A VAMPIRE IS A FLEXIBLE METAPHOR: AN INTERVIEW WITH KELLY LINK by Meghan McCarron
10/23/2013
 

On a hot, sunny day in Austin, Texas, and a cool, crisp one in Northampton, Massachusetts, Kelly Link and I spoke on the phone about one of the strangest and most violent teen vampire dramas to ever grace the airwaves: The Vampire Diaries. Kelly, who I first met when she taught at the Clarion West workshop in 2004, has laser-sharp insight into television, genre, and story structure, and her esteem for The Vampire Diaries inspired me to start watching, too. As fire ants merrily chewed away at my ankles outside of an East Austin coffee shop, Kelly and I discussed vampires who write in diaries, Netflix binges, fan fiction, writing in response to Species II, and her own plans to write a novel. 

I. "Telling a love story that is also a monster story."

GIGANTIC: For those who have never seen the show, could you attempt a brief summary of The Vampire Diaries?

KELLY LINK: So yes, this is a show about an adolescent girl, her friends, and various vampires. Vampires writing in diaries, vampires attending high school, vampires investigating various mysterious supernatural events, vampires tormenting each other, vampires eavesdropping on each other, and vampires being sarcastic about other vampires' hairstyles. Vampires embracing every possible opportunity to take off their shirts. There are also doppelgänger, witches, and improbable plot twists. There's a love triangle, which could be gooey, except that as the show goes on, you realize that every story in The Vampire Diaries is a tragedy. Especially the love stories.

GIGANTIC: How did you discover the show?

LINK: A friend, the young adult writer Sarah Rees Brennan. At some point we were all working together at the house of another YA writer, Holly Black. As we worked, Sarah made us watch episodes of The Vampire Diaries. (On other occasions we've watched Predator in French, Hemlock Grove, among other shows.) It was a weird show in which many, many dramatic things happened and lots of characters died very suddenly. She could sense, I think, we were not persuaded that we should keep watching it.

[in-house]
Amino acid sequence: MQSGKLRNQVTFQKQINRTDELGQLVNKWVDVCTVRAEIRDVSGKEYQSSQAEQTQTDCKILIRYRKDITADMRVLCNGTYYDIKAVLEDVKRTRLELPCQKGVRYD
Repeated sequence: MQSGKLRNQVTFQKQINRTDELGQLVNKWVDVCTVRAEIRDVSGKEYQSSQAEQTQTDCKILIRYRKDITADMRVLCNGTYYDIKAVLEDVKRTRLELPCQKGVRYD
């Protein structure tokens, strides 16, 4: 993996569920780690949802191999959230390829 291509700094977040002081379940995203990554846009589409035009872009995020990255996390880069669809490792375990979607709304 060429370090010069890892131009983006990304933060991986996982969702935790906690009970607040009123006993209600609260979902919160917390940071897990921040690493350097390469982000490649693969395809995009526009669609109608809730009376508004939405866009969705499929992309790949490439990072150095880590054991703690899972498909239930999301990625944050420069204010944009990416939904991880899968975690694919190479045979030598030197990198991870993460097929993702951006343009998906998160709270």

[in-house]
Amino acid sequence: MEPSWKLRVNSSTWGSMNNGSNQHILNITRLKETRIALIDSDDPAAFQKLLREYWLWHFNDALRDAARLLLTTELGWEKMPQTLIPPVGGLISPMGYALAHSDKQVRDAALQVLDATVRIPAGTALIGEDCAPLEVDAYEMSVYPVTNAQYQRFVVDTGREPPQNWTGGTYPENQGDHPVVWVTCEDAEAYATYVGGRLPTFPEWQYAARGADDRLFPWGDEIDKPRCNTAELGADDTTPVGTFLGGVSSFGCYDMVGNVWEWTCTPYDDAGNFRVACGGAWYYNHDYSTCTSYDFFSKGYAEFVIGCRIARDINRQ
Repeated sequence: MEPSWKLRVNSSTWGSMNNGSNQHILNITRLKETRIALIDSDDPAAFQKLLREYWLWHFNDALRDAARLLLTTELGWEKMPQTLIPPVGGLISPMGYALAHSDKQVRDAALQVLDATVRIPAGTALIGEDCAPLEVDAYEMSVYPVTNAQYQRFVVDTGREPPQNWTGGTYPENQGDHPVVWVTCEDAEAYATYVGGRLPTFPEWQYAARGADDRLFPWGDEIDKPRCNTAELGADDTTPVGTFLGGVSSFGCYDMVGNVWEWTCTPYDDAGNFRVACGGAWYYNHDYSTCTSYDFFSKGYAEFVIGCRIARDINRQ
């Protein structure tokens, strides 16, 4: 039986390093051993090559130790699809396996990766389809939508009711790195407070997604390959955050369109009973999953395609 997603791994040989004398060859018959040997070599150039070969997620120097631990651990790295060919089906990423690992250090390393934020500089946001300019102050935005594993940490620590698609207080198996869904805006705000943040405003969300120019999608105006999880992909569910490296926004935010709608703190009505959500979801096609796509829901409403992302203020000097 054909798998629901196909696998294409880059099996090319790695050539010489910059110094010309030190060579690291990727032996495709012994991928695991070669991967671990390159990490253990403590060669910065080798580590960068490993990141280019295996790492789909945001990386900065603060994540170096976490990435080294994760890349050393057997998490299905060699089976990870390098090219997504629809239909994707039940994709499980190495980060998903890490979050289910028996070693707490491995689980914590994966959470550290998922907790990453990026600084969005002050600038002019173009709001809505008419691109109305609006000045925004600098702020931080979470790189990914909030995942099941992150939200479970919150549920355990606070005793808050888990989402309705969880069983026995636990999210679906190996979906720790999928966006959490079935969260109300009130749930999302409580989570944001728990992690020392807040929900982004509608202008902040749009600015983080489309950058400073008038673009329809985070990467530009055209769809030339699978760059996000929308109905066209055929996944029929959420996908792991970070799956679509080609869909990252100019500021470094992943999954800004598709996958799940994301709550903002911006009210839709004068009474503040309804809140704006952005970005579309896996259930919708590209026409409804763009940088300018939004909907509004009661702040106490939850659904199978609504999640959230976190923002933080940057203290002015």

And we didn't. Until last year, when I came down with pneumonia and was laid up in bed. I love Sarah dearly, and The Vampire Diaries was on Netflix. So I went to the A.V. Club on theonion.com, and found their list of the ten essential episodes of The Vampire Diaries.

GIGANTIC: Oh my god, I just did the same thing to prep for this interview!

LINK: After watching those, I went back and started the whole series from the beginning. Look: when you watch TV episode by episode, week by week, with a show you don't know well, you regard it with suspicion. You think, "The things this show is trying to do, I've seen them before and know where they will go. These are formulas I recognize. And maybe formulas I think are kind of stupid." 

Then at a certain point with a show that is good or surprising, you think, "Oh wait, I was wrong, I don't recognize the conventions, and suddenly I'm interested because they're breaking with the formula, or they're exploring tropes/patterns in a way that's worth paying attention to." I think the thing that I really, really liked about Vampire Diaries, and what I like about narrative in general is when there is some incongruity between the form and content. Let's say, mixing up the gothic with a coming-of-age narrative. Telling a love story that's also a monster story. Mixing up superhero tropes with your monster tropes. I like category confusion. 

I love any story that incorporates a fantastic element, introduces an element of strangeness, and does so with intelligence or vigor, without shame. I love any show that can surprise me. Look, plot often bores me. I'm not good at it: it's not my strength as a writer. But I'm fairly good (by now) at predicting where a story arc is going to go, which means a lot of television dramas become predictable, at least in broad strokes. 

Add to that, I'm no longer watching television in which middle-aged men figure out how to be men. I'd rather watch shows about teenaged girls figuring out what it means to be a monster. I like coming-of-age stories, ghost stories, horror stories. I love stories about doppelgängers. I didn't realize how much I craved a show that was gothic, over the top, Gormenghast on the CW. 

GIGANTIC: The crazy thing about The Vampire Diaries is how high the body count goes so fast. And how it rubs against the romance plot in really jarring ways. One of the romantic leads, at one point, kills the main character's brother, right? And he comes back to life, so everyone is encouraged to shrug it off. I was talking to a friend about it, and she said that you can't read killing someone as killing someone in The Vampire Diaries. You need to read it more like a bitchy slap.